US won’t end Cuban embargo – State Dept.

Nicholas Mokwena
Wednesday, 08 November 2017
atricia Pego Guerra, Cuban Ambassador in Botswana. atricia Pego Guerra, Cuban Ambassador in Botswana.

The United States of America will only end its embargo on Cuba if the Cuban Government addresses pertinent issues such as improving respect for human rights, officials have said. 

A US Embassy in Botswana State Department spokesperson has revealed that the US Government restricts certain financial transactions and travel, as a means to encourage the Cuban government to address the need for more freedom and democracy in Cuba, improved respect for human rights, and increased free enterprise.  

To that end, the U.S. Government channels funds toward the Cuban people and away from a regime that has failed to meet the most basic requirements of a free and just society, said the spokesperson of the State Department when responding to a questionnaire from Botswana Guardian regarding the imposed Financial, Commercial and Business blockade on Cuba.

The tension between Cuba and USA spans over 60 years. The United Nations General Assembly on Wednesday this week were expected to vote on the Resolution Necessity of ending the economic, commercial and financial blockade imposed on Cuba by US Government. About 193 countries were expected to vote.

Patricia Pego Guerra, Ambassador of Cuba to Botswana has stated that the blockade against Cuba should cease. She explained that it is the most unjust, severe and longest standing unilateral sanctions system ever imposed against any country.

The ambassador stated that Botswana is one of the countries that are against the embargo and Cuba and its people trust that Botswana would once again vote against the blockade. Botswana and Cuba have a longstanding diplomatic relations especially in the health sector.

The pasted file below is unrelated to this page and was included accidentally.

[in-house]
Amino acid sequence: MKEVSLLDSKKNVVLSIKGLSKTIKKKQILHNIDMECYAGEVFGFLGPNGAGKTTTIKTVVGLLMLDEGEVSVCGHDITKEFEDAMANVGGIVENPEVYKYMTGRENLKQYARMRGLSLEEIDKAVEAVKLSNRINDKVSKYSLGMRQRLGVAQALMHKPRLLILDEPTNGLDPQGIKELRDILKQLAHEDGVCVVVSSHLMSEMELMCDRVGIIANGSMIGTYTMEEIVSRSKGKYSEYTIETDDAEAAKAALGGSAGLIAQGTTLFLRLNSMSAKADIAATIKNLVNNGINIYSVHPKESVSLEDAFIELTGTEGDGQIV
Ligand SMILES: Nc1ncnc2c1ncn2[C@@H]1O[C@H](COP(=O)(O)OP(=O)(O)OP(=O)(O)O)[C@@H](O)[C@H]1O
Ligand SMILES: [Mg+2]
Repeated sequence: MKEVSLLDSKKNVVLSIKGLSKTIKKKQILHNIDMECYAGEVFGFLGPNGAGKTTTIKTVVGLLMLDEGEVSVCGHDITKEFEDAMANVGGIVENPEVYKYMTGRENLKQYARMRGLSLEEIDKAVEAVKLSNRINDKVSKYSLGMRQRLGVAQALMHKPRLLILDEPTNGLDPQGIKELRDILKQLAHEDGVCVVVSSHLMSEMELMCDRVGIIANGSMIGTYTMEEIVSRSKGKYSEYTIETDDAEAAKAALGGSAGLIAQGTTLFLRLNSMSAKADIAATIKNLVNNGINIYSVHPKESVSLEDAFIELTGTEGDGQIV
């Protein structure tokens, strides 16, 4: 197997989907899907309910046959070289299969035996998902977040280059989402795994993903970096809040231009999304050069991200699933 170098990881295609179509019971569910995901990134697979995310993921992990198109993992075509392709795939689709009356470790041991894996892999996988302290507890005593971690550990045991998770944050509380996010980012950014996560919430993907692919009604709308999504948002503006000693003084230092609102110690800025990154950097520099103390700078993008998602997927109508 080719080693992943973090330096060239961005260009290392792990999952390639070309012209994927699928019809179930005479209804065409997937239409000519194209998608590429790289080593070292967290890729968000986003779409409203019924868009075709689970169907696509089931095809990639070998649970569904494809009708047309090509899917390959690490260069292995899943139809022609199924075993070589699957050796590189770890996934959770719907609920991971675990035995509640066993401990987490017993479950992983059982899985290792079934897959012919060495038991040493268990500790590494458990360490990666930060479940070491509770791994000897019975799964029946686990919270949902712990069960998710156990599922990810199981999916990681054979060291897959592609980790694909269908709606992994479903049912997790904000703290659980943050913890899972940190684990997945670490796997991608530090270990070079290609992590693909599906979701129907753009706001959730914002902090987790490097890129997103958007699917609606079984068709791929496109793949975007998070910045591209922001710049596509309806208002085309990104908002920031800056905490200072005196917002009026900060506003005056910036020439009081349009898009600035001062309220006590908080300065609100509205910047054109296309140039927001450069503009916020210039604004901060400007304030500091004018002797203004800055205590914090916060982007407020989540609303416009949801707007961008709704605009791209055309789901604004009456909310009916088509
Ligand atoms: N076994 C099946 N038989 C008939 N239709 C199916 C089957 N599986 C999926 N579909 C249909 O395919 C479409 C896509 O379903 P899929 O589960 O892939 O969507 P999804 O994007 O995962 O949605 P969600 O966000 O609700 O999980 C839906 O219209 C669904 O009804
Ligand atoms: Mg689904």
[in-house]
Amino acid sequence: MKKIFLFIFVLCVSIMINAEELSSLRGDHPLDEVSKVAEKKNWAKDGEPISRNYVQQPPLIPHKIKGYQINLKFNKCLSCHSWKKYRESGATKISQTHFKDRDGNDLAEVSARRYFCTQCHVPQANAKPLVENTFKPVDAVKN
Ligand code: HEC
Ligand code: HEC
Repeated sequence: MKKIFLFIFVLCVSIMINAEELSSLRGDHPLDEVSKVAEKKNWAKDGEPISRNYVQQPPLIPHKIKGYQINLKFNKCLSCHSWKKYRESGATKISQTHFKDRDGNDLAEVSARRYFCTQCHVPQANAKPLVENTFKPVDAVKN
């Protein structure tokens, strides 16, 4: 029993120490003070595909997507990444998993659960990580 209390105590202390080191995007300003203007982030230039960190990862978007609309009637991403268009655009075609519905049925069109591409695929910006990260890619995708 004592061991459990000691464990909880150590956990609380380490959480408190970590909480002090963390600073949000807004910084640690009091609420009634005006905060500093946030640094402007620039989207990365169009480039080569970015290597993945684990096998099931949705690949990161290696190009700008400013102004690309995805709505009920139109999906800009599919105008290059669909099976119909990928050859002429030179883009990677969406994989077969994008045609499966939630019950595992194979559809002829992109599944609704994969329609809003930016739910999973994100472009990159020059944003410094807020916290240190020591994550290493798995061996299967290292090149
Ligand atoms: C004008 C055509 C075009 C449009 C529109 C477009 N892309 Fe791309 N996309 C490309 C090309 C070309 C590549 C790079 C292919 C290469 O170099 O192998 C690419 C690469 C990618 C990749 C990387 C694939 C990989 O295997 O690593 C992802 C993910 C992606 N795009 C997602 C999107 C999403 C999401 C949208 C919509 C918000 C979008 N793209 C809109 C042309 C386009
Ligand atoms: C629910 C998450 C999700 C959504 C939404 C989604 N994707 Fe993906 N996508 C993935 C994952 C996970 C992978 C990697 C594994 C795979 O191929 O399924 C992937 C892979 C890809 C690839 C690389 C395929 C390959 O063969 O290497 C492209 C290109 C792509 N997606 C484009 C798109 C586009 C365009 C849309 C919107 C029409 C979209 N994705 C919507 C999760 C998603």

“Since 1992, the UN General Assembly, by an overwhelming majority, including Botswana, has been in favour of observing International Law and the Principles and Purposes of the UN Charter. 

The US Government should totally, unilaterally and unconditionally lift the blockade against Cuba. 

“That would be consistent with the overwhelming appeal of the international community and the majority opinion of many different voices within the US calling for an end to this unjust policy,” she stated.

Guerra told a pres conference in Gaborone recently that Cuba and its people are confident that, once again, this year they will count upon the support of the international community in their legitimate call for an end to the economic, commercial and financial blockade imposed by the Government of the US. 

However the State Department spokesperson at the US Embassy in Botswana said President Donald Trump has laid out his Administration’s Cuba Policy on June 16, 2017 in the National Security Policy Memorandum (NSPM) on Strengthening the Policy of the United States Toward Cuba.

 “The United States Government is committed to advancing human rights and democracy in Cuba, while maintaining bilateral engagement that serves U.S. national interests. 

“We continue to raise our concerns about the incidents affecting our Embassy community in Havana and remind the Cuban government of its obligations under the Vienna Convention to take all appropriate steps to protect our diplomats. 

“Out of concern for our diplomatic personnel, the Secretary ordered the departure of non-emergency personnel from Embassy Havana on September 29. We are deeply concerned about the health and well-being of our personnel and are aggressively investigating the incidents. 

“The Department of State is constantly reviewing its security posture and presence at posts to ensure the safety and well-being of our personnel,” said the State Department in a written response.

 It further stated that in Section 2c of the National Security Policy Memorandum (NSPM) on Strengthening the Policy of the United States Toward Cuba, the Administration makes it clear it shall be the policy of the executive branch to: Support the economic embargo of Cuba described in Section 4(7) of the Cuban Liberty and Democratic Solidarity (LIBERTAD) Act of 1996 (the embargo), including by opposing measures that call for an end to the embargo at the United Nations and other international forums and through regular reporting on whether the conditions of a transition government exist in Cuba.

A source at Ministry of Foreign Affairs and International Cooperation told this publication that Botswana believes the embargo is not premised on any principle of international law is morally wrong.

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